Real-time tracking of the economic impact of COVID-19: insights from the first wave of the pandemic across Europe
Carlo Fezzi,Valeria Fanghella

This paper develops a methodology for tracking in real time the impact of the COVID-19 pandemic on economic activity by analyzing high-frequency electricity market data. The approach is validated by several robustness tests and by contrasting our estimates with the official statistics on the recession caused by COVID-19 in different European countries during the first two quarters of 2020. Compared with the standard indicators, our results are much more chronologically disaggregated and up-to-date and, therefore, can inform the current debate on the appropriate policy response to the pandemic. Unsurprisingly, we find that nations that experienced the most severe initial outbreaks also grappled with the hardest economic recessions. However, we detect diffused signs of recovery, with economic activity in most European countries returning to its pre-pandemic level by August 2020. Furthermore, we show how delaying intervention or pursuing 'herd immunity' are not successful strategies, since they increase both economic disruption and mortality. The most effective short-run strategy to minimize the impact of the pandemic appears to be the introduction of early and relatively less stringent non-pharmaceutical interventions.

Regularization Approach for Network Modeling of German Power Derivative Market
Shi Chen,Wolfgang Karl Härdle,Brenda López Cabrera

In this paper we propose a regularization approach for network modeling of German power derivative market. To deal with the large portfolio, we combine high-dimensional variable selection techniques with dynamic network analysis. The estimated sparse interconnectedness of the full German power derivative market, clearly identify the significant channels of relevant potential risk spillovers. Our empirical findings show the importance of interdependence between different contract types, and identify the main risk contributors. We further observe strong pairwise interconnections between the neighboring contracts especially for the spot contracts trading in the peak hours, its implications for regulators and investors are also discussed. The network analysis of the full German power derivative market helps us to complement a full picture of system risk, and have a better understanding of the German power market functioning and environment.

Robust Orlicz spaces: observations and caveats
Felix-Benedikt Liebrich,Max Nendel

We investigate two different constructions of robust Orlicz spaces as a generalisation of robust $L^p$-spaces. Our first construction is top-down and considers the maximal domain of a worst-case Luxemburg norm. From an applied persepective, this approach can be justified by a uniform-boundedness-type result. In typical situations, the worst-case Orlicz space agrees with the intersection of the corresponding individual Orlicz spaces. Our second construction produces the closure of a space of test random variables with respect to the worst-case Luxemburg norm. We show that separability of such spaces or their subspaces has very strong implications in terms of dominatedness of the set of priors and thus for applications in the field of robust finance. For instance, norm closures of bounded continuous functions as considered in the $G$-framework lead to spaces which are lattice-isomorphic to sublattices of a classical $L^1$-space lacking, however, Dedekind $\sigma$-completeness. We further show that the topological spanning power of options is always limited under nondominated uncertainty.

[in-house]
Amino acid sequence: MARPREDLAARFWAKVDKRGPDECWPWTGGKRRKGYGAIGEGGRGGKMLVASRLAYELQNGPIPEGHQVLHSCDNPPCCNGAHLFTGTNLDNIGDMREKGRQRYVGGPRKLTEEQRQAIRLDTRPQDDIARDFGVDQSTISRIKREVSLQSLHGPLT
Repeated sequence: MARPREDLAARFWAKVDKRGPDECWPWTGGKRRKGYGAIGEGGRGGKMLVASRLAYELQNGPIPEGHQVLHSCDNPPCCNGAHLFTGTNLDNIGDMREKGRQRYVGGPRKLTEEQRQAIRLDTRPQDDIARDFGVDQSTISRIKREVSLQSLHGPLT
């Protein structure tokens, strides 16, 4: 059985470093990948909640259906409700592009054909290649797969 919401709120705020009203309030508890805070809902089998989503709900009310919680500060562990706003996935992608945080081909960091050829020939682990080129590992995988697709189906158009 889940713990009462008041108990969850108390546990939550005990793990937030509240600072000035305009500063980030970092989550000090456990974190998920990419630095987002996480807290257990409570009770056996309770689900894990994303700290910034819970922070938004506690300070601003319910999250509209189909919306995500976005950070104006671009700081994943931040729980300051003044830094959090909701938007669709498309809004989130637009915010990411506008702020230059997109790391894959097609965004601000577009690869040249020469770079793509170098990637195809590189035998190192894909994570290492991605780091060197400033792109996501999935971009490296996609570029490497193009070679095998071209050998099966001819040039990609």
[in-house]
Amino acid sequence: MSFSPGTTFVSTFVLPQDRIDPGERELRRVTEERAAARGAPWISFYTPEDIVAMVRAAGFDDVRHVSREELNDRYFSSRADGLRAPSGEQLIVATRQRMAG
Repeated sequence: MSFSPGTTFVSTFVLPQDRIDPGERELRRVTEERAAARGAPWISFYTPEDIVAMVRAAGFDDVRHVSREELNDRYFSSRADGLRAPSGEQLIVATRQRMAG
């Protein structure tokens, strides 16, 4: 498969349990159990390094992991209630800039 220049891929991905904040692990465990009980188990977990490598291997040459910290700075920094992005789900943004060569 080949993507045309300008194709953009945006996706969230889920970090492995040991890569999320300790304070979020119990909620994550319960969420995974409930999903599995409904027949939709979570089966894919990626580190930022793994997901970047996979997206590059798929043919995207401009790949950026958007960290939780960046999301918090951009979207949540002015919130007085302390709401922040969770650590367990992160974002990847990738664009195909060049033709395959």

Semi-analytic pricing of double barrier options with time-dependent barriers and rebates at hit
Andrey Itkin,Dmitry Muravey

We continue a series of papers devoted to construction of semi-analytic solutions for barrier options. These options are written on underlying following some simple one-factor diffusion model, but all the parameters of the model as well as the barriers are time-dependent. We managed to show that these solutions are systematically more efficient for pricing and calibration than, eg., the corresponding finite-difference solvers. In this paper we extend this technique to pricing double barrier options and present two approaches to solving it: the General Integral transform method and the Heat Potential method. Our results confirm that for double barrier options these semi-analytic techniques are also more efficient than the traditional numerical methods used to solve this type of problems.

Sulfur emission reduction in cargo ship manufacturers and shipping companies based on MARPOL Annex VI
Abraham Londono Pineda,Jose Alejandro Cano,Lissett Pulgarin

This article explores the challenges for the adoption of scrubbers and low sulfur fuels on ship manufacturers and shipping companies. Results show that ship manufacturers, must finance their working capital and operating costs, which implies an increase in the prices of the ships employing these new technologies. On the other hand, shipping companies must adopt the most appropriate technology according to the areas where ships navigate, the scale economies of trade routes, and the cost-benefit analysis of ship modernization.

The Case Against the Universal Basic Income
Le Dong Hai Nguyen